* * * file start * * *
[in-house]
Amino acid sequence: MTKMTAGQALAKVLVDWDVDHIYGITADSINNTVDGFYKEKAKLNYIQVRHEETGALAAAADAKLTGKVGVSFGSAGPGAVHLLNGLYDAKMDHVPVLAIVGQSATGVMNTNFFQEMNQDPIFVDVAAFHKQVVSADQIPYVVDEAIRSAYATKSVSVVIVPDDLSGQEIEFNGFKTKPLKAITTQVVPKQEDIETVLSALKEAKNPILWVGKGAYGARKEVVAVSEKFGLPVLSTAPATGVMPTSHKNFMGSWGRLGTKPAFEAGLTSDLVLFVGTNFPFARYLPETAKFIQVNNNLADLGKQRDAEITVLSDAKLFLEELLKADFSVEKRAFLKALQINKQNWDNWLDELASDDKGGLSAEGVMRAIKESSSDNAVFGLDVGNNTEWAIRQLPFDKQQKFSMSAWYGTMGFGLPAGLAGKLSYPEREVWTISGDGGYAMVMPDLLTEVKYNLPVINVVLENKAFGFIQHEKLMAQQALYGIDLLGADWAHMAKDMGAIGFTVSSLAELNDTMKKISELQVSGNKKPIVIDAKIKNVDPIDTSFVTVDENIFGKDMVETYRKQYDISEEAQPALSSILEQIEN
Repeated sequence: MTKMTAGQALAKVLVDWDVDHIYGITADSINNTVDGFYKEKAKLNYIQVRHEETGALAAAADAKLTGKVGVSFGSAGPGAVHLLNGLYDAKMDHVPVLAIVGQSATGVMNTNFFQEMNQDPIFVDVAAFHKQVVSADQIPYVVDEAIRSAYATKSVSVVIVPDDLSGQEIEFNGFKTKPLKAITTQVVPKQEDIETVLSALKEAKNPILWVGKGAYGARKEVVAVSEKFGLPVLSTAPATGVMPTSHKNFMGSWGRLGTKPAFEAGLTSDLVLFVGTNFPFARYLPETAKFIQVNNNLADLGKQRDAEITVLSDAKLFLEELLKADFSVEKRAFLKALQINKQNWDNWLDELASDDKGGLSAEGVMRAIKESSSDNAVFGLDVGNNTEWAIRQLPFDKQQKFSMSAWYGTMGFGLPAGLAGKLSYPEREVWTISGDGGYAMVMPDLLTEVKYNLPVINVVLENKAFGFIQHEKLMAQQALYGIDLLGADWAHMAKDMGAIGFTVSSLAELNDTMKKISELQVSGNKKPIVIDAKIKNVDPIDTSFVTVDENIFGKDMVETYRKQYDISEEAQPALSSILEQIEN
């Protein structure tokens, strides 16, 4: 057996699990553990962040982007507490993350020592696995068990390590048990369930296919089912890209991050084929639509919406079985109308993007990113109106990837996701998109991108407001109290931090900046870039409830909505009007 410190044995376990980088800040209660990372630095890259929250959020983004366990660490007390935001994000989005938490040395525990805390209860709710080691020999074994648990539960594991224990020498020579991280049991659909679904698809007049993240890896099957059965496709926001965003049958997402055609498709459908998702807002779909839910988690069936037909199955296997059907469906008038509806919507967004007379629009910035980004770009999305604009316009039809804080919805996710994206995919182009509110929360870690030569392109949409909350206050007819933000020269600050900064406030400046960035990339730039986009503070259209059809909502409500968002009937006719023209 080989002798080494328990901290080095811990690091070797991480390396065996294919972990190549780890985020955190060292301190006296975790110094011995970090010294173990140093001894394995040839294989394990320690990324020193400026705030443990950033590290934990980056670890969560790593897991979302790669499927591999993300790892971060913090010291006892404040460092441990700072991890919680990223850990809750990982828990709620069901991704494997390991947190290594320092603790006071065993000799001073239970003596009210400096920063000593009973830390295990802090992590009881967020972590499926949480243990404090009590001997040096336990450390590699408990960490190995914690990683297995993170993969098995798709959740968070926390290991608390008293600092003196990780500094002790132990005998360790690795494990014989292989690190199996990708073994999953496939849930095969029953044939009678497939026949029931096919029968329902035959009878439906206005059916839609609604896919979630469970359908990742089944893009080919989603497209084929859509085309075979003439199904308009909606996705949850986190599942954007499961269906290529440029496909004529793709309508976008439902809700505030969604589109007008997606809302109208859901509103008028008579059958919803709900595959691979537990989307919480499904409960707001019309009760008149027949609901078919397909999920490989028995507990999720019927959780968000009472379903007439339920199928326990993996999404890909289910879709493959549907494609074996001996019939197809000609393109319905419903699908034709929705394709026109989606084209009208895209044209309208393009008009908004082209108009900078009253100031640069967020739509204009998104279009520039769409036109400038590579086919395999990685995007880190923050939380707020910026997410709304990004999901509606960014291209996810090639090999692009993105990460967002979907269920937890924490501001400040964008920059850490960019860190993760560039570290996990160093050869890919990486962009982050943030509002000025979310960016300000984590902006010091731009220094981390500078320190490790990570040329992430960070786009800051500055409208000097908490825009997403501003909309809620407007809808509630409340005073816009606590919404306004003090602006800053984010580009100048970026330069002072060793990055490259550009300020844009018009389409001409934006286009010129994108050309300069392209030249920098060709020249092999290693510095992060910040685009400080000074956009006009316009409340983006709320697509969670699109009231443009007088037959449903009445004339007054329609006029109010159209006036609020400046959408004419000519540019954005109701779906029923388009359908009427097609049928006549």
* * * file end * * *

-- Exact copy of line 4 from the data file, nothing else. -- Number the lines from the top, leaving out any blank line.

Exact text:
């Protein structure tokens, strides 16, 4: 057996699990553990962040982007507490993350020592696995068990390590048990369930296919089912890209991050084929639509919406079985109308993007990113109106990837996701998109991108407001109290931090900046870039409830909505009007 410190044995376990980088800040209660990372630095890259929250959020983004366990660490007390935001994000989005938490040395525990805390209860709710080691020999074994648990539960594991224990020498020579991280049991659909679904698809007049993240890896099957059965496709926001965003049958997402055609498709459908998702807002779909839910988690069936037909199955296997059907469906008038509806919507967004007379629009910035980004770009999305604009316009039809804080919805996710994206995919182009509110929360870690030569392109949409909350206050007819933000020269600050900064406030400046960035990339730039986009503070259209059809909502409500968002009937006719023209 080989002798080494328990901290080095811990690091070797991480390396065996294919972990190549780890985020955190060292301190006296975790110094011995970090010294173990140093001894394995040839294989394990320690990324020193400026705030443990950033590290934990980056670890969560790593897991979302790669499927591999993300790892971060913090010291006892404040460092441990700072991890919680990223850990809750990982828990709620069901991704494997390991947190290594320092603790006071065993000799001073239970003596009210400096920063000593009973830390295990802090992590009881967020972590499926949480243990404090009590001997040096336990450390590699408990960490190995914690990683297995993170993969098995798709959740968070926390290991608390008293600092003196990780500094002790132990005998360790690795494990014989292989690190199996990708073994999953496939849930095969029953044939009678497939026949029931096919029968329902035959009878439906206005059916839609609604896919979630469970359908990742089944893009080919989603497209084929859509085309075979003439199904308009909606996705949850986190599942954007499961269906290529440029496909004529793709309508976008439902809700505030969604589109007008997606809302109208859901509103008028008579059958919803709900595959691979537990989307919480499904409960707001019309009760008149027949609901078919397909999920490989028995507990999720019927959780968000009472379903007439339920199928326990993996999404890909289910879709493959549907494609074996001996019939197809000609393109319905419903699908034709929705394709026109989606084209009208895209044209309208393009008009908004082209108009900078009253100031640069967020739509204009998104279009520039769409036109400038590579086919395999990685995007880190923050939380707020910026997410709304990004999901509606960014291209996810090639090999692009993105990460967002979907269920937890924490501001400040964008920059850490960019860190993760560039570290996990160093050869890919990486962009982050943030509002000025979310960016300000984590902006010091731009220094981390500078320190490790990570040329992430960070786009800051500055409208000097908490825009997403501003909309809620407007809808509630409340005073816009606590919404306004003090602006800053984010580009100048970026330069002072060793990055490259550009300020844009018009389409001409934006286009010129994108050309300069392209030249920098060709020249092999290693510095992060910040685009400080000074956009006009316009409340983006709320697509969670699109009231443009007088037959449903009445004339007054329609006029109010159209006036609020400046959408004419000519540019954005109701779906029923388009359908009427097609049928006549």